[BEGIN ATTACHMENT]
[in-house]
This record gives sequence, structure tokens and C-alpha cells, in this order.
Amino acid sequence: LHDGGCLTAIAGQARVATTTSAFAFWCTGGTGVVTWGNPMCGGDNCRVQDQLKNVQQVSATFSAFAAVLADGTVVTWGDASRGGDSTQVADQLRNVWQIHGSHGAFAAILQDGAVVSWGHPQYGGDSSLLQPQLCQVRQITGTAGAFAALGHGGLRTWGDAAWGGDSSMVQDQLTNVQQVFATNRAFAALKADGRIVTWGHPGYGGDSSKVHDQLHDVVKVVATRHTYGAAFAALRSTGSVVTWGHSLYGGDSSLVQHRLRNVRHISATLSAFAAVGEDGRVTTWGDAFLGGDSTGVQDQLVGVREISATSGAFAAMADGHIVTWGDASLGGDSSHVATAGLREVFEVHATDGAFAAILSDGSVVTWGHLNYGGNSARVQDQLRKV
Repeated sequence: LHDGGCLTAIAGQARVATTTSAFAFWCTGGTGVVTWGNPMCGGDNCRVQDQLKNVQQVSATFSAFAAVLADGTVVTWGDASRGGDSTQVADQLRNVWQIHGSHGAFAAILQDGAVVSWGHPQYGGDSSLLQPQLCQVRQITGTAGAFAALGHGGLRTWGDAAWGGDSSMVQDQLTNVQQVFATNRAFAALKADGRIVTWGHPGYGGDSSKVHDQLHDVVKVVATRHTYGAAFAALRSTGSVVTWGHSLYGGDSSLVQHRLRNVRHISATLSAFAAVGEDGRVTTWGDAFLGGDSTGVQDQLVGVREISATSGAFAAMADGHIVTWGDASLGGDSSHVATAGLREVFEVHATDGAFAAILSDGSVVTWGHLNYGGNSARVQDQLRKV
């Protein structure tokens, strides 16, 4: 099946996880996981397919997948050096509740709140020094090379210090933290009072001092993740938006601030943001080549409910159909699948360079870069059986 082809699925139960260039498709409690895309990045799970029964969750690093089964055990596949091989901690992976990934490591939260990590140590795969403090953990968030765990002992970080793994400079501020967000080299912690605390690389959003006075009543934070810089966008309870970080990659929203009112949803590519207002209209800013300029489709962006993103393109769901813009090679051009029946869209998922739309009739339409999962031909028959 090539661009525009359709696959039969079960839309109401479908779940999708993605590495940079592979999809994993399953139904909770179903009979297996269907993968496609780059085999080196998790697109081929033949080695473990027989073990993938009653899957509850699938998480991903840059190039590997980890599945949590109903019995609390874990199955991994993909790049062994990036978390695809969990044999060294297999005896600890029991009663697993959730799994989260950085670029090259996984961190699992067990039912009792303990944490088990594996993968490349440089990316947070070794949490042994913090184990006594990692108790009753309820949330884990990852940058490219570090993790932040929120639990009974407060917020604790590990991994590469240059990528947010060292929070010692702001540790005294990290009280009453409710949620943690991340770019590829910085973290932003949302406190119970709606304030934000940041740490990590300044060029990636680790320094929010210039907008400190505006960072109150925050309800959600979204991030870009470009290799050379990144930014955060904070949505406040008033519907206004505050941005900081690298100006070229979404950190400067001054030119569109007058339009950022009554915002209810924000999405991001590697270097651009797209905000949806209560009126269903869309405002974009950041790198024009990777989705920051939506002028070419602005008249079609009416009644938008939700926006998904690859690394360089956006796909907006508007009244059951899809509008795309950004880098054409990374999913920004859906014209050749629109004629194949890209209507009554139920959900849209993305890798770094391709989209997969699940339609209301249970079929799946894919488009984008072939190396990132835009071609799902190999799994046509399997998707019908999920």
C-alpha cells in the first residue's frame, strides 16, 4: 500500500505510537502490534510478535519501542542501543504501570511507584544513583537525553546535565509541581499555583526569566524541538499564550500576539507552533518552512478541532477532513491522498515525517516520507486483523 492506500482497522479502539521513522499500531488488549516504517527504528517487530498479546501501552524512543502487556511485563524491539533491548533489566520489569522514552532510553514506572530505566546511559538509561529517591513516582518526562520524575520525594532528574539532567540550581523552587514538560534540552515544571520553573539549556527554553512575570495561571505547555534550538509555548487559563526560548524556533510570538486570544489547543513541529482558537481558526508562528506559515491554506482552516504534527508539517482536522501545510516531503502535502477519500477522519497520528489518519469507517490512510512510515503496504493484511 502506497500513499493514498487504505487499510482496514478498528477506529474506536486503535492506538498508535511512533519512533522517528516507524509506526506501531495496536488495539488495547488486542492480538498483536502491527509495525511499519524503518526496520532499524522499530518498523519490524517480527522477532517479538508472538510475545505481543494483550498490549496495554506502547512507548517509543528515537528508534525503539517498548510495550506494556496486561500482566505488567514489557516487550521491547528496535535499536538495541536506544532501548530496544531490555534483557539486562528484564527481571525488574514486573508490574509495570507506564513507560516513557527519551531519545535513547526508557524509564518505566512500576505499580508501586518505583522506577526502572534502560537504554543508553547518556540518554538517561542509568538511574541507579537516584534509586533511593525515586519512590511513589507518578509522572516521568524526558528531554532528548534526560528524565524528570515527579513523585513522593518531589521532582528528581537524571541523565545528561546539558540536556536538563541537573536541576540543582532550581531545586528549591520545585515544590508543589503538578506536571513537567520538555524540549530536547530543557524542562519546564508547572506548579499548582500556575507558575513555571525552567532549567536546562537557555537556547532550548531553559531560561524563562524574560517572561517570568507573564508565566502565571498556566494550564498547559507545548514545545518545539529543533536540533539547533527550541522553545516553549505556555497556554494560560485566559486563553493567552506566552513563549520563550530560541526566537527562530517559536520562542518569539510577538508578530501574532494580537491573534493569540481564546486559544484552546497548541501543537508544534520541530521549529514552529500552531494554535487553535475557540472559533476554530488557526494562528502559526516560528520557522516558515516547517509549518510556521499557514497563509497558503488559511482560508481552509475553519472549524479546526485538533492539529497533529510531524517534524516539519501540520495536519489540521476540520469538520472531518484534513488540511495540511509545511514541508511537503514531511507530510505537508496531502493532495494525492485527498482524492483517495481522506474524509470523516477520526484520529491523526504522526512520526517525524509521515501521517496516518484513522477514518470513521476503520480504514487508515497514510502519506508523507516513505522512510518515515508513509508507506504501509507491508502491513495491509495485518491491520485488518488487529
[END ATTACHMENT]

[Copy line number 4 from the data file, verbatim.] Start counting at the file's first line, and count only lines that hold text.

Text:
Repeated sequence: LHDGGCLTAIAGQARVATTTSAFAFWCTGGTGVVTWGNPMCGGDNCRVQDQLKNVQQVSATFSAFAAVLADGTVVTWGDASRGGDSTQVADQLRNVWQIHGSHGAFAAILQDGAVVSWGHPQYGGDSSLLQPQLCQVRQITGTAGAFAALGHGGLRTWGDAAWGGDSSMVQDQLTNVQQVFATNRAFAALKADGRIVTWGHPGYGGDSSKVHDQLHDVVKVVATRHTYGAAFAALRSTGSVVTWGHSLYGGDSSLVQHRLRNVRHISATLSAFAAVGEDGRVTTWGDAFLGGDSTGVQDQLVGVREISATSGAFAAMADGHIVTWGDASLGGDSSHVATAGLREVFEVHATDGAFAAILSDGSVVTWGHLNYGGNSARVQDQLRKV